Episode 12: Excommunication
Last month, Wajahat Ali bylined a long story called “A Muslim Among Israeli Settlers.” Soon after, amid an intense backlash, he was disinvited from speaking at the largest Islamic gathering in the country.
The piece involved Ali talking to settlers in the West Bank. As a Muslim journalist, I’ve been told my work betrayed Islam or our common cause before, but never at a volume anywhere close to this. It didn’t take me long to learn that the objections to the article, and to Ali’s work in general, were far deeper than I understood.
Episode 13: Bean Pie
If you’ve never had a bean pie, you’re missing out on a lot more than a dessert. Made from navy beans, it was developed by black Muslims in the Nation of Islam in the 1930s. The history of why they created it, and what it represents, tells one of the most essential stories about Muslims in America. And as you’ll see, it is extremely delicious.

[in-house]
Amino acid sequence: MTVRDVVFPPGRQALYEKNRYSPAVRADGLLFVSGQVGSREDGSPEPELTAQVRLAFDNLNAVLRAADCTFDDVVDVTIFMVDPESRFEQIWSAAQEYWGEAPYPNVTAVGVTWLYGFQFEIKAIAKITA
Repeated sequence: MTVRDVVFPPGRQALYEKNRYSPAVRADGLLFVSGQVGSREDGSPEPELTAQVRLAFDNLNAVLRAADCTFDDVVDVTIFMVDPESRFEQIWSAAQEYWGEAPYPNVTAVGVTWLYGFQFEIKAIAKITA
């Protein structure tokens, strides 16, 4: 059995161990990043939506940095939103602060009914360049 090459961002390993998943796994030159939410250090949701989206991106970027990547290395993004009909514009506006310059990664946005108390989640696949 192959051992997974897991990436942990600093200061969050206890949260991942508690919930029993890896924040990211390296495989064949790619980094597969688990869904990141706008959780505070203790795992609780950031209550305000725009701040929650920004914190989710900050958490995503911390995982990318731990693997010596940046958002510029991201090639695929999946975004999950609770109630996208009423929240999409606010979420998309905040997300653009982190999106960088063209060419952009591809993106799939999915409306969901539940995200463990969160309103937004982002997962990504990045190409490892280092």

Episode 14: Muslim Marine
For a few years, Mansoor Shams has intentionally sought the attention of Islamophobes on street corners in major cities all over the country. He holds a handwritten sign with a simple message: “I’m a Muslim Marine, Ask Me Anything.” He’s taken out billboards and talked to anyone who wants to talk to him. Mansoor is brave, and I thought his strategy was brilliant—but I wondered if it also suggested Muslims have something to prove, or need special credentials to be trusted. Why play to that?
Aymann Ismail is an award winning video editor and producer at Slate whose work focuses on identity and religion. He's appeared on CNN and NPR, and has been featured in The New York Post, Adweek, Gawker, and The Huffington Post. His current project "Who's Afraid of Aymann Ismail?" is a video series that moves beyond stereotypes of both American Muslims and their self-professed adversaries, finding hope and fault in both. He now lives in Newark NJ, where he grew up.